Well, when the bureaucracy started up, and all the regulations and everything else, it took quite a toll on the economy and on the individual. They usually go together — because when you have bureaucracy and you can't get things done, personal ambitious begins to wither, especially if the government starts taking stuff and giving it out to others. That's when handouts begin and that causes people to be complacent, that causes to go, you know, what I'm just — forget it, it's not worth it.

Edward Gibbon wrote in "The History of the Decline and Fall of the Roman Empire" that, quote, "It was artfully contrived by Augustus, that, in the enjoyment of plenty, the Romans should lose the memory of freedom."

This is what I've been talking to you about for the last few weeks. It goes back to the Tower of Babel. What is the mortar that keeps the bricks together? Materialism.

That's what — that's what ancient, the Tower of Babel, the mortar that kept everyone together was materialism. That's what he was saying here, that in the more stuff they gave, they started to lose the memory of freedom.

How many of us understand what freedom really means anymore? If we lose our stuff, do we turn on each other? I contend, at this point, yes. And we are being taught to turn on each other. It's "them" that did it to you. We're being taught this.

And you don't even have to look at today. We will in a second. We don't even have to look at today, look at the past. It's the same every time.

In 133 B.C., the decline of the Roman Republic begins and they start to redistribute the land. They started seizing illegally occupied by the rich, the lands illegally occupied by the rich, and they gave it to the poor. They put caps on the amount of acreage that one man could own. If it exceeded that, it was given to the poor. They didn't have approval from the senate. They didn't wait around for the senate. They just went around them and did it anyway.

Well, what's happening now? Redistribution of wealth through health care and cap-and-trade. Did they do health care the right way?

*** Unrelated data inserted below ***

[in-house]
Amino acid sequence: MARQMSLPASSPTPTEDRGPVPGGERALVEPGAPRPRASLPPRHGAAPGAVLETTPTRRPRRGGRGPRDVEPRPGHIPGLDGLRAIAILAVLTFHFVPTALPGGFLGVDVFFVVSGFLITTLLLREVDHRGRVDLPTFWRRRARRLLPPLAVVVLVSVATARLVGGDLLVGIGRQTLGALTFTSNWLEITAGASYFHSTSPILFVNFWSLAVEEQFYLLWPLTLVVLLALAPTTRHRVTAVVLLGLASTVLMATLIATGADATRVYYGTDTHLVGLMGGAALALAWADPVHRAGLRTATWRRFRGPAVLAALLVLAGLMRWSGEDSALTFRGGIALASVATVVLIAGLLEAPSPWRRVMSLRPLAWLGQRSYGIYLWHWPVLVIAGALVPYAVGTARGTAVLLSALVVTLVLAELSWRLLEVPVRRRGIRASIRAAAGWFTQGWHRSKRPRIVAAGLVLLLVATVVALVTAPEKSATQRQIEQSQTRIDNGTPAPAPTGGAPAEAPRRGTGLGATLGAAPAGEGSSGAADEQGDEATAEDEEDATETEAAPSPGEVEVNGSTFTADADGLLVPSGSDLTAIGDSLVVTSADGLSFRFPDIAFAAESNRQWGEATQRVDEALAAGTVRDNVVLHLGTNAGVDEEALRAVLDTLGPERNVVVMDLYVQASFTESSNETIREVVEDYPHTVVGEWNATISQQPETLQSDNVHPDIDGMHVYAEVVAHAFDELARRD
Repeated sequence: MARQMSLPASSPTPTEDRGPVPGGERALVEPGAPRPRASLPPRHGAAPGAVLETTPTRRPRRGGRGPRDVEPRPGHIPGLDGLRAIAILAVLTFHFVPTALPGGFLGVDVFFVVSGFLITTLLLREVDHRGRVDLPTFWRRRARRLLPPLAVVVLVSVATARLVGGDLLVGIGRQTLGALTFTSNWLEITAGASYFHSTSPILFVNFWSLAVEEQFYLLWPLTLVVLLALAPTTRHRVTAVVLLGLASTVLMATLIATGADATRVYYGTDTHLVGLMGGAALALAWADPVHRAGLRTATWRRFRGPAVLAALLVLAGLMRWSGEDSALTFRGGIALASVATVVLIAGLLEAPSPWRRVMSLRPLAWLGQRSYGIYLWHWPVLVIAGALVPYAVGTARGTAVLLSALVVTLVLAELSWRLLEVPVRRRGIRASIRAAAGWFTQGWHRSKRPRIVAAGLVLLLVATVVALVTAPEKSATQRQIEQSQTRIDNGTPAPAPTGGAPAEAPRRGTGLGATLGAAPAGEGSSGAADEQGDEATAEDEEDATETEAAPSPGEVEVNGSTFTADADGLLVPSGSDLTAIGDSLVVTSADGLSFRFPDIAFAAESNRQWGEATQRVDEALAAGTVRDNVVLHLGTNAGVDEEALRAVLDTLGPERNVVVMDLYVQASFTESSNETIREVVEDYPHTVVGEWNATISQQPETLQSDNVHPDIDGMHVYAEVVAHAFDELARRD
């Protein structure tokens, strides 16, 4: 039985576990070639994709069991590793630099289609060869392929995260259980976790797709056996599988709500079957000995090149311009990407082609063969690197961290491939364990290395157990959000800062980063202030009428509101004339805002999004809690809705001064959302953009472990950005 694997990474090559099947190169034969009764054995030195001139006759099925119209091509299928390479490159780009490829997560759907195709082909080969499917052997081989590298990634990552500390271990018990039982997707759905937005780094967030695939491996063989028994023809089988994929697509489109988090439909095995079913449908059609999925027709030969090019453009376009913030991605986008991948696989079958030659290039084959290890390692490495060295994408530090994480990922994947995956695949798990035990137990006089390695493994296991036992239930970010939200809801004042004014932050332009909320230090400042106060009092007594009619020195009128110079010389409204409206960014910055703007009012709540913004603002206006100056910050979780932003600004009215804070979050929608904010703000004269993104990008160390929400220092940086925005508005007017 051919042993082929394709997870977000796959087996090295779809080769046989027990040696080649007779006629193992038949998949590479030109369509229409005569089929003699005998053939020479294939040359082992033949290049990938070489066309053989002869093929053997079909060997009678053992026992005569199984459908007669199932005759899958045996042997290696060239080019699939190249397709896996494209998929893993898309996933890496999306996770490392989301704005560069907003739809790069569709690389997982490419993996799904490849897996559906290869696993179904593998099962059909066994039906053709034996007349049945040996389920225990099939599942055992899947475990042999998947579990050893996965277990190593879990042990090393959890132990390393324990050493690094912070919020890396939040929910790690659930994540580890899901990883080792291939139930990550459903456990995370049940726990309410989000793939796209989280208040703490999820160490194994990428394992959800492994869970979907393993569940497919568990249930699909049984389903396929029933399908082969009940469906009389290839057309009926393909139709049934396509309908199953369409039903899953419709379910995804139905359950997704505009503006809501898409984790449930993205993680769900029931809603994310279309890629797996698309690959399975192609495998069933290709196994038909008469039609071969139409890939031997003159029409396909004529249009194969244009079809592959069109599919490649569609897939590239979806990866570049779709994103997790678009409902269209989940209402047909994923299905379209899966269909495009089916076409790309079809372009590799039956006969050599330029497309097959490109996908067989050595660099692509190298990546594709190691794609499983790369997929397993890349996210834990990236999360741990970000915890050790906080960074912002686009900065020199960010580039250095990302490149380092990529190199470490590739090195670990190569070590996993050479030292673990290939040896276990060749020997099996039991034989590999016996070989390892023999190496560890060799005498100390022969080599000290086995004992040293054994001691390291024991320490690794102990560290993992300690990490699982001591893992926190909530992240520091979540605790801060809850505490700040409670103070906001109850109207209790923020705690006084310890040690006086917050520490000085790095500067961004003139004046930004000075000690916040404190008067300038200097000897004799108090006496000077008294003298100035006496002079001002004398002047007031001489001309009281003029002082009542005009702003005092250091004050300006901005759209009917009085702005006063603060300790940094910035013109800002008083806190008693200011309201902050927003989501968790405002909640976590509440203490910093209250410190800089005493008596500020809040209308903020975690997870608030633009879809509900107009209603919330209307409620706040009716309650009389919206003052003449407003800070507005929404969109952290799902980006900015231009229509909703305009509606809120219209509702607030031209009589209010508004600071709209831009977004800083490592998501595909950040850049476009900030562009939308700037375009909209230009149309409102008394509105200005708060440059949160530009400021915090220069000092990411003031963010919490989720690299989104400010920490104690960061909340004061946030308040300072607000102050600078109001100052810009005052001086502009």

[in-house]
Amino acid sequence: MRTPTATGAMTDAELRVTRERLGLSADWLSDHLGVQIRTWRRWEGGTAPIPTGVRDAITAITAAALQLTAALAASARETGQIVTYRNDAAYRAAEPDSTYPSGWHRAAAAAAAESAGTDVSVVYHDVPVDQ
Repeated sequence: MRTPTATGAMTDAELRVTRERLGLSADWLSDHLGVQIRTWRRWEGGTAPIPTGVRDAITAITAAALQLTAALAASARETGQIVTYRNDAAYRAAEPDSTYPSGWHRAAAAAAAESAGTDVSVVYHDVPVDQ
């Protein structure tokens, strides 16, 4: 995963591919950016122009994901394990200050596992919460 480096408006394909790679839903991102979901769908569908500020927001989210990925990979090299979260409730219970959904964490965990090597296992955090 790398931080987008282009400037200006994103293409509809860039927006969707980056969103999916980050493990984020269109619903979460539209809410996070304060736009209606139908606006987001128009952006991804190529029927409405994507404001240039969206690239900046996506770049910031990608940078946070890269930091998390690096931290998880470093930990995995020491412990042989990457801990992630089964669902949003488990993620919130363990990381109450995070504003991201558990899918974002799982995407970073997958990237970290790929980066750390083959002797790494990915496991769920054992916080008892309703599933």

How about cap-and-trade? They're meeting in Mexico this week and the administration has said, don't worry about it. Congress has stalled cap-and-trade, but don't worry about it. We'll get around. This is poll-vaulting. What was it that Nancy Pelosi? We'll get it done. We'll climb over the fence, we'll poll-vault.

That's what they did in the decline of the Roman Republic.

Today, Congress is being circumvented in every single way possible. Remember I told you about the food safety bill? Well, here's audio after the vote of this bill, a Democratic senator — this isn't a Republican — a Democratic senator, was standing on the floor near an open mike, didn't know the mike was open. Listen to what he says about his own party and the way this food safety bill was — rigged.



SEN. MICHAEL BENNET, D-CO.: Because... because it's all rigged. I mean, the whole conversation was rigged.


BENNET: The conservation — the fact that we don't get a discussion before the break about what we're going to do in the lame duck —


BENNET: — it's just rigged. This stuff is rigged.


BECK: It's rigged. This is a Democrat. This is a Democratic senator saying that your Senate is rigged. Well, you know it and I know it. Well, there's confirmation. From a member of the Democratic Party, and why isn't that the lead story?

Your republic is being destroyed.

Now, 123 B.C., whole new package of legislation, full of handouts, including state-subsidized food rations. Today — I mean, today, the food rations. What are we debating right now?

First of all, we have land grabs, but we're having we're having those now as well. Food rations. What is this? Today — today — how about the 99ers? These are people who have two years of unemployment checks, two years. Does it ever end?

In 58 B.C., Claudius ran for the office of tribune on the bumper sticker if they had bumpers back then, "free wheat for the masses." That was his platform. Free wheat, free food. And he won.